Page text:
researcher in lab looking under microscope

A Message from Dr. Lucky Jain

From applying solutions found at the bench to the bedside, and changing the course of a pandemic, to achieving milestones in our regular research program, all culminating in $72.5 million in National Institutes of Health (NIH) funding, Children’s and Emory form a hub of top pediatric research innovation in Atlanta.

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Research Growth, Brick by Brick

Children’s new Arthur M. Blank Hospital will include space for innovative cellular therapy production, and more than 40,000 square feet of pediatric research labs will be housed at Emory’s new Health Sciences and Research Building (HSRB) II. With infrastructure built for breakthroughs, our research teams are equipped for a healthier tomorrow.

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Children’s and Emory University work together to facilitate leading-edge pediatric research, training and innovation. This long-standing partnership between one of the country’s largest freestanding pediatric healthcare systems and a leading research university is mutually beneficial. Emory University’s expertise and oversight are invaluable during clinical trials, and Children’s provides a training site for the Emory University Pediatric Residency and Fellowship Program. Discoveries in Emory University’s research laboratories are deployed in real lifesaving situations at Children’s. Together, our partnership advances research and facilitates evidence-based quality care for children.

“We’re innovating diagnostics and treatment of childhood and adolescent disease,” says Wilbur Lam, MD, PhD, Pediatric Hematologist/Oncologist at the Aflac Cancer and Blood Disorders Center of Children’s and Principal Investigator for the National Institutes of Health (NIH) Rapid Acceleration of Diagnostics (RADx) program in Atlanta. “The culture here that is so cooperative and so willing to help each other is unlike any I have seen in the rest of the country.”

“What is so unique about Children’s is that we have the clinical volumes to drive clinical trials,” says James Fortenberry, MD, Chief Medical Officer of Children’s. “As discoveries are made, we can quickly make them available to children.”

From the moment COVID-19 turned the world upside down, Children’s researchers joined the fight to meet it head on.

Sixty principal investigators from Children’s and Emory have led projects to study SARS-CoV-2 producing 153 publications in high impact journals. Their work in 2020 and 2021 helped change the course of the pandemic and allow for the gradual return to everyday life, by leading to authorization of pediatric vaccines, availability of at-home tests, authorization of new drugs for treatment, assessing antibodies and variants, and identification of potential biomarkers. These discoveries have helped. Kids are back in the classroom and participating in social activities in person once again – and it was all made possible, in part, by discoveries made in our labs and clinics.

Pandemic-Friendly Autism Study Method

The earlier autism can be detected in children, the sooner they can begin treatment.

And autism researcher Gordon Ramsay, PhD, Director of the Spoken Communication Laboratory at Marcus Autism Center at Children’s, is exploring novel ways to make early detection happen through the use of wearable sensors on babies.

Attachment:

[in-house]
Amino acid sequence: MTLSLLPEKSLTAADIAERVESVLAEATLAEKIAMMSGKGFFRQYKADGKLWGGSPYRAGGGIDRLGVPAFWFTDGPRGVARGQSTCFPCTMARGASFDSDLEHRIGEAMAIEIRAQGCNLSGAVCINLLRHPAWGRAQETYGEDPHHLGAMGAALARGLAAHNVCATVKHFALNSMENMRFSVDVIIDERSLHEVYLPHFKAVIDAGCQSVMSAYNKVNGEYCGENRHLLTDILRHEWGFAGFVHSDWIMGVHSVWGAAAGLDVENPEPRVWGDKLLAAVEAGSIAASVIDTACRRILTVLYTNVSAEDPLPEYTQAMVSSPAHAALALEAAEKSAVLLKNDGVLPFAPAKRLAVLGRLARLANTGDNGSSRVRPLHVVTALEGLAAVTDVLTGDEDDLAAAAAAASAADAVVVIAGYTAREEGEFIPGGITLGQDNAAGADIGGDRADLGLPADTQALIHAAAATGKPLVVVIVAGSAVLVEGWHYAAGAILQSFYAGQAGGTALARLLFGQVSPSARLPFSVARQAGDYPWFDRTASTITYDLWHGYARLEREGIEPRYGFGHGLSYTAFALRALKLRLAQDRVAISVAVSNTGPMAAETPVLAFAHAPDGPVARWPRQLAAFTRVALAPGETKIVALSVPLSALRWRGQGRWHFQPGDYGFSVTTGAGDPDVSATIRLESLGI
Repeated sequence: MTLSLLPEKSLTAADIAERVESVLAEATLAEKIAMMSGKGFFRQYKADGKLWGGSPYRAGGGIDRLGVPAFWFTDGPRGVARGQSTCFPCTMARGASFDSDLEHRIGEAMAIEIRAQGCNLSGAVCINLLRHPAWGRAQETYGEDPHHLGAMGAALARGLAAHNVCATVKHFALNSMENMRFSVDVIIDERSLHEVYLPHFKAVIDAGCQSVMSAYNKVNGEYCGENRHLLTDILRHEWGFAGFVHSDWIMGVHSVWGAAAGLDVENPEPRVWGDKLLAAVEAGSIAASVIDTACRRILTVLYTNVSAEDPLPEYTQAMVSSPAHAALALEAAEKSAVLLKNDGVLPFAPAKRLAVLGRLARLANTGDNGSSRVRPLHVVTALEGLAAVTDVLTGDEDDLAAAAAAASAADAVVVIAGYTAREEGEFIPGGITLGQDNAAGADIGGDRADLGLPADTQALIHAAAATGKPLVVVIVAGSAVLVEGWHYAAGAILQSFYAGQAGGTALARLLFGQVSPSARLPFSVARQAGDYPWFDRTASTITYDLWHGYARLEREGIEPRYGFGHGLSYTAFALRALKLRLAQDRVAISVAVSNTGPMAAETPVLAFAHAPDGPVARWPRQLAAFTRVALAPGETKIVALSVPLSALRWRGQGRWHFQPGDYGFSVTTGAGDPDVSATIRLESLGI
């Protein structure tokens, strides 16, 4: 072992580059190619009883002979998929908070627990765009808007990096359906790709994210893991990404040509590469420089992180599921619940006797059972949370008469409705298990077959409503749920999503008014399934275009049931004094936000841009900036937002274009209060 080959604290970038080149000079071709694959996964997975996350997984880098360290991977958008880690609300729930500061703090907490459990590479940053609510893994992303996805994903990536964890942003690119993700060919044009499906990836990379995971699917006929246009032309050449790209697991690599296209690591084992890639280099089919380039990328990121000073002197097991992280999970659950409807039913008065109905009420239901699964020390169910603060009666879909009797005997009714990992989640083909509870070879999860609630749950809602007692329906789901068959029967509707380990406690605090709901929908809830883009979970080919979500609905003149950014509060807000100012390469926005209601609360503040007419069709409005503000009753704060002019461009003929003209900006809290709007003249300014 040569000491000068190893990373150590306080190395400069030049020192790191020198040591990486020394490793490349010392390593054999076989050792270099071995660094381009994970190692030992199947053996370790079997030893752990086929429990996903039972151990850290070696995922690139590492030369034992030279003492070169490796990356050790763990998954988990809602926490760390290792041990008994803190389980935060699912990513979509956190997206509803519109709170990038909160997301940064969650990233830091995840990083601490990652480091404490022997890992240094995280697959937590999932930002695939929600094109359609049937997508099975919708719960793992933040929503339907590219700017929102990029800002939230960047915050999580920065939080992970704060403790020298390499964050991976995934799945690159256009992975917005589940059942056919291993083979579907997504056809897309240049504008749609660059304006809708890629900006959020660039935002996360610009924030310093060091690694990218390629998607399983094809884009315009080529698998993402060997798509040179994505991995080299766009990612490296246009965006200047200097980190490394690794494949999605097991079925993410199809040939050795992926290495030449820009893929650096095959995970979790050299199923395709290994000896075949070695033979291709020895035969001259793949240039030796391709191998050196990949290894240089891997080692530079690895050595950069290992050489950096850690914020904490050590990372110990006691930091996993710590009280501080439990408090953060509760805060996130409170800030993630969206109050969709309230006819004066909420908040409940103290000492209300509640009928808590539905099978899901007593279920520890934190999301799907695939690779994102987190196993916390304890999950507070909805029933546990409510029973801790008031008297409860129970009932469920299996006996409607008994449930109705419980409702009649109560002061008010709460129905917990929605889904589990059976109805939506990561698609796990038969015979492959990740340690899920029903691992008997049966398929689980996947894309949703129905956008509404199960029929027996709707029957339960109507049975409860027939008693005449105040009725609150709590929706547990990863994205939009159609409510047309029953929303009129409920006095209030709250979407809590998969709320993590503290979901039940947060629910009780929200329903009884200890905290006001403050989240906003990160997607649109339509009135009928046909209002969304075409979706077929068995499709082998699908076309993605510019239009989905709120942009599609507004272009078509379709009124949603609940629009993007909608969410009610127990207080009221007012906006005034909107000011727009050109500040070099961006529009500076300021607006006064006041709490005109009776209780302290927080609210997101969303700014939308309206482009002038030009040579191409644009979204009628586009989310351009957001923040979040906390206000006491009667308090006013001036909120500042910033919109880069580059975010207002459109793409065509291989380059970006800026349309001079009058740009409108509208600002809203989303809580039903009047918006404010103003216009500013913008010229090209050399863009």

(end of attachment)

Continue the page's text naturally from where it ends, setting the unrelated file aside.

Wearable Sensors Pick Up Early Signs of Autism

Even with the demands presented by COVID-19, our researchers continued to reach new heights in their regular disciplines.

Significant milestones were achieved in cell therapy, HIV, cancer and blood disorders, neonatology, genetic research and more – much of it driven by in NIH funding. Displaying diligence and expertise, our pediatric research program is one of the best in the country.

New Center for Pediatric Cellular Therapy is the Way of the Future

While drugs have been the primary method of treatment for most diseases for many years, cell therapy may be the way of the future, according to Edwin M. Horwitz, MD, PhD, Pediatric Hematologist/Oncologist. He received a $31 million grant from The Marcus Foundation to make this a reality.

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Beating Heart Cells Return to Earth

An out-of-this-world experiment may lead to new ways to treat heart disease in children and adults, as researchers at the Emory-Children’s Center, after more than a year of analysis, determined that cardiac stem cells grew into numerous, mature, beating heart cells while aboard NASA’s SpaceX-20 mission in March 2020.

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Searching for a Pediatric HIV Cure

Despite major advances in prevention and treatment, millions of children continue to live with HIV each day. Ann Chahroudi, MD, PhD, Infectious Disease Specialist at Children’s, was awarded $27.6 million from the NIH, as co-principal investigator, to accelerate the search for a cure for pediatric HIV.

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Medical Genetics Selected as a NORD Rare Disease Center of Excellence

The National Organization for Rare Disorders (NORD) has named the Division of Medical Genetics a NORD Rare Disease Center of Excellence. A partnership of Children’s and Emory, the newly designated center is one of 31 medical centers nationwide making up an innovative network for rare disease patients in the U.S.

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Research teams at Children’s and Emory have seen exponential growth over the past 10 years and are eager to continue that trajectory into the future. By leveraging our nationally leading clinical volumes and the unique Atlanta partnership of Children’s, Emory University and Georgia Tech, our investigators will continue to improve the health of children in Georgia, across the nation and around the world with a focus on seven main areas.